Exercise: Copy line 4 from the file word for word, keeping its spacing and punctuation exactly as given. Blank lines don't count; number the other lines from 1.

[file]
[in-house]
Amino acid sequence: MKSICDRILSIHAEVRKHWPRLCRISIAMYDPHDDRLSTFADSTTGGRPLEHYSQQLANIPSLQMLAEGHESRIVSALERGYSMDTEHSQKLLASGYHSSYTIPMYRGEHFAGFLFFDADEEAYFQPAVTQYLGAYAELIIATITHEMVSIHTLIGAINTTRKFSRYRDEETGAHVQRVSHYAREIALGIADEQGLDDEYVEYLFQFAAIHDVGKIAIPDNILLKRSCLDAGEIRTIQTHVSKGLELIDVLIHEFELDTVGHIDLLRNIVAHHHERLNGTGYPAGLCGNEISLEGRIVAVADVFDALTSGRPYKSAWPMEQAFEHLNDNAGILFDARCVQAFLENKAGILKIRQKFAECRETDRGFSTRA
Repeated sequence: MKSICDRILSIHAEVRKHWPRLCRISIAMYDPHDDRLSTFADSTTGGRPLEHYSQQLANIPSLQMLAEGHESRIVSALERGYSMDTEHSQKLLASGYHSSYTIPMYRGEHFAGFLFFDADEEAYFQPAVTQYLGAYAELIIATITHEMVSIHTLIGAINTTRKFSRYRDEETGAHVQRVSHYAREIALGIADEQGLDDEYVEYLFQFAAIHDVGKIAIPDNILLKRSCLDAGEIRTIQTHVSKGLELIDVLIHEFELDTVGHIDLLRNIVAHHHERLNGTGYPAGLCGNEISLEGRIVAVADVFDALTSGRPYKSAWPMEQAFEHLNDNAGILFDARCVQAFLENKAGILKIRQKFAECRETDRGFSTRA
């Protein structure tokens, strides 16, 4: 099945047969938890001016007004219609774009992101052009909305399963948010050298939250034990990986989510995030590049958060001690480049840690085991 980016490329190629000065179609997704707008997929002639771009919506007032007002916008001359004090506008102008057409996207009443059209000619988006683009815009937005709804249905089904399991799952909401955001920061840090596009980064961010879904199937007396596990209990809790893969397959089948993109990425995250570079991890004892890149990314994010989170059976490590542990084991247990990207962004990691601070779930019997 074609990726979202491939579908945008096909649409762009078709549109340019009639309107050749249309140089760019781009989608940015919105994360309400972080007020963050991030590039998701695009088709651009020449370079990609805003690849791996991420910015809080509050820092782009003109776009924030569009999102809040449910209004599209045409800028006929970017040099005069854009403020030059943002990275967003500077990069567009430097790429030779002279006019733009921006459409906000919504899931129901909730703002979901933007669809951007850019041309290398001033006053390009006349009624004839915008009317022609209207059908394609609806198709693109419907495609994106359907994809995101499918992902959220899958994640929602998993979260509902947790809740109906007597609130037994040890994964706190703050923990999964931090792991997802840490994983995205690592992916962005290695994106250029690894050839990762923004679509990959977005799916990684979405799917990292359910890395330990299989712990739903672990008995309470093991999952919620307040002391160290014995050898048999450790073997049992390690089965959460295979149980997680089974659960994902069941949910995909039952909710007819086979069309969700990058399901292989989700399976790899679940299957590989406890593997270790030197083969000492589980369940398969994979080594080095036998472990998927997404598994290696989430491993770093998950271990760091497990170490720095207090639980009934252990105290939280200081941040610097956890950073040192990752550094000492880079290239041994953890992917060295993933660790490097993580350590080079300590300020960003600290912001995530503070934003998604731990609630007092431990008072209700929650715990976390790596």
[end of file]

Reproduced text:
């Protein structure tokens, strides 16, 4: 099945047969938890001016007004219609774009992101052009909305399963948010050298939250034990990986989510995030590049958060001690480049840690085991 980016490329190629000065179609997704707008997929002639771009919506007032007002916008001359004090506008102008057409996207009443059209000619988006683009815009937005709804249905089904399991799952909401955001920061840090596009980064961010879904199937007396596990209990809790893969397959089948993109990425995250570079991890004892890149990314994010989170059976490590542990084991247990990207962004990691601070779930019997 074609990726979202491939579908945008096909649409762009078709549109340019009639309107050749249309140089760019781009989608940015919105994360309400972080007020963050991030590039998701695009088709651009020449370079990609805003690849791996991420910015809080509050820092782009003109776009924030569009999102809040449910209004599209045409800028006929970017040099005069854009403020030059943002990275967003500077990069567009430097790429030779002279006019733009921006459409906000919504899931129901909730703002979901933007669809951007850019041309290398001033006053390009006349009624004839915008009317022609209207059908394609609806198709693109419907495609994106359907994809995101499918992902959220899958994640929602998993979260509902947790809740109906007597609130037994040890994964706190703050923990999964931090792991997802840490994983995205690592992916962005290695994106250029690894050839990762923004679509990959977005799916990684979405799917990292359910890395330990299989712990739903672990008995309470093991999952919620307040002391160290014995050898048999450790073997049992390690089965959460295979149980997680089974659960994902069941949910995909039952909710007819086979069309969700990058399901292989989700399976790899679940299957590989406890593997270790030197083969000492589980369940398969994979080594080095036998472990998927997404598994290696989430491993770093998950271990760091497990170490720095207090639980009934252990105290939280200081941040610097956890950073040192990752550094000492880079290239041994953890992917060295993933660790490097993580350590080079300590300020960003600290912001995530503070934003998604731990609630007092431990008072209700929650715990976390790596």